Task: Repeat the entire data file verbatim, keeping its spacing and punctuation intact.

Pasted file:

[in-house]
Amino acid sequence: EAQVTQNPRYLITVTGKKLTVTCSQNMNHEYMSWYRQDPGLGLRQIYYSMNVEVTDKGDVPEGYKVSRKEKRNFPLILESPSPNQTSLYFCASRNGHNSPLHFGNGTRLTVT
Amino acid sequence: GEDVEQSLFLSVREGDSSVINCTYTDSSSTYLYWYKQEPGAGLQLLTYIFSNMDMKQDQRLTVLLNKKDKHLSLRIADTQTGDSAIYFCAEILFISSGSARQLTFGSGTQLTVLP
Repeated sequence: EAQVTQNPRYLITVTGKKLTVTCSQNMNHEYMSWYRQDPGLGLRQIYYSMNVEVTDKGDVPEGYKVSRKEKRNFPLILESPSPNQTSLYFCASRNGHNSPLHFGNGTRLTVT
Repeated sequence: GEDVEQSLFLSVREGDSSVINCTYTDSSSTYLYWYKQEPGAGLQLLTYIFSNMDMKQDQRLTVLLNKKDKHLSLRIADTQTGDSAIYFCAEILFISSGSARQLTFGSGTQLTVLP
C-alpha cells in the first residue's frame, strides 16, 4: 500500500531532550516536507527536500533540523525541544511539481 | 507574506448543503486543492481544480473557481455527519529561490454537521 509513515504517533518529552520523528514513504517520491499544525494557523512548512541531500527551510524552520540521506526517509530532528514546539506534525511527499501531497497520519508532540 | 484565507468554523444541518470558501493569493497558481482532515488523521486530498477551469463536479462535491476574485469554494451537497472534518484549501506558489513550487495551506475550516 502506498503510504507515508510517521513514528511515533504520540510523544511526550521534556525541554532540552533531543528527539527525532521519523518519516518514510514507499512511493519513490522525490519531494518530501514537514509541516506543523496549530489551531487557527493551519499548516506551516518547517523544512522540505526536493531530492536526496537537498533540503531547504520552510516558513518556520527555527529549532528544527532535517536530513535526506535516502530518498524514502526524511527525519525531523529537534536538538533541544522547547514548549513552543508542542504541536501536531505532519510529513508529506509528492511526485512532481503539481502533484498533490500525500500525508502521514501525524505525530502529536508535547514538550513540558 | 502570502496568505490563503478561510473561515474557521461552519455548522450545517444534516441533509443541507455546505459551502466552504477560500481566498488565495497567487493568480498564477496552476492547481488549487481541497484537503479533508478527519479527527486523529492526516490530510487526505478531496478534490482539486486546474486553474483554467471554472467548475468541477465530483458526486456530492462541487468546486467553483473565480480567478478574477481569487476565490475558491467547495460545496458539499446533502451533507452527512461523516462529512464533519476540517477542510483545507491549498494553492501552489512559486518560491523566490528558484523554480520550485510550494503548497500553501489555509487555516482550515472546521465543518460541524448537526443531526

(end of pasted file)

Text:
[in-house]
Amino acid sequence: EAQVTQNPRYLITVTGKKLTVTCSQNMNHEYMSWYRQDPGLGLRQIYYSMNVEVTDKGDVPEGYKVSRKEKRNFPLILESPSPNQTSLYFCASRNGHNSPLHFGNGTRLTVT
Amino acid sequence: GEDVEQSLFLSVREGDSSVINCTYTDSSSTYLYWYKQEPGAGLQLLTYIFSNMDMKQDQRLTVLLNKKDKHLSLRIADTQTGDSAIYFCAEILFISSGSARQLTFGSGTQLTVLP
Repeated sequence: EAQVTQNPRYLITVTGKKLTVTCSQNMNHEYMSWYRQDPGLGLRQIYYSMNVEVTDKGDVPEGYKVSRKEKRNFPLILESPSPNQTSLYFCASRNGHNSPLHFGNGTRLTVT
Repeated sequence: GEDVEQSLFLSVREGDSSVINCTYTDSSSTYLYWYKQEPGAGLQLLTYIFSNMDMKQDQRLTVLLNKKDKHLSLRIADTQTGDSAIYFCAEILFISSGSARQLTFGSGTQLTVLP
C-alpha cells in the first residue's frame, strides 16, 4: 500500500531532550516536507527536500533540523525541544511539481 | 507574506448543503486543492481544480473557481455527519529561490454537521 509513515504517533518529552520523528514513504517520491499544525494557523512548512541531500527551510524552520540521506526517509530532528514546539506534525511527499501531497497520519508532540 | 484565507468554523444541518470558501493569493497558481482532515488523521486530498477551469463536479462535491476574485469554494451537497472534518484549501506558489513550487495551506475550516 502506498503510504507515508510517521513514528511515533504520540510523544511526550521534556525541554532540552533531543528527539527525532521519523518519516518514510514507499512511493519513490522525490519531494518530501514537514509541516506543523496549530489551531487557527493551519499548516506551516518547517523544512522540505526536493531530492536526496537537498533540503531547504520552510516558513518556520527555527529549532528544527532535517536530513535526506535516502530518498524514502526524511527525519525531523529537534536538538533541544522547547514548549513552543508542542504541536501536531505532519510529513508529506509528492511526485512532481503539481502533484498533490500525500500525508502521514501525524505525530502529536508535547514538550513540558 | 502570502496568505490563503478561510473561515474557521461552519455548522450545517444534516441533509443541507455546505459551502466552504477560500481566498488565495497567487493568480498564477496552476492547481488549487481541497484537503479533508478527519479527527486523529492526516490530510487526505478531496478534490482539486486546474486553474483554467471554472467548475468541477465530483458526486456530492462541487468546486467553483473565480480567478478574477481569487476565490475558491467547495460545496458539499446533502451533507452527512461523516462529512464533519476540517477542510483545507491549498494553492501552489512559486518560491523566490528558484523554480520550485510550494503548497500553501489555509487555516482550515472546521465543518460541524448537526443531526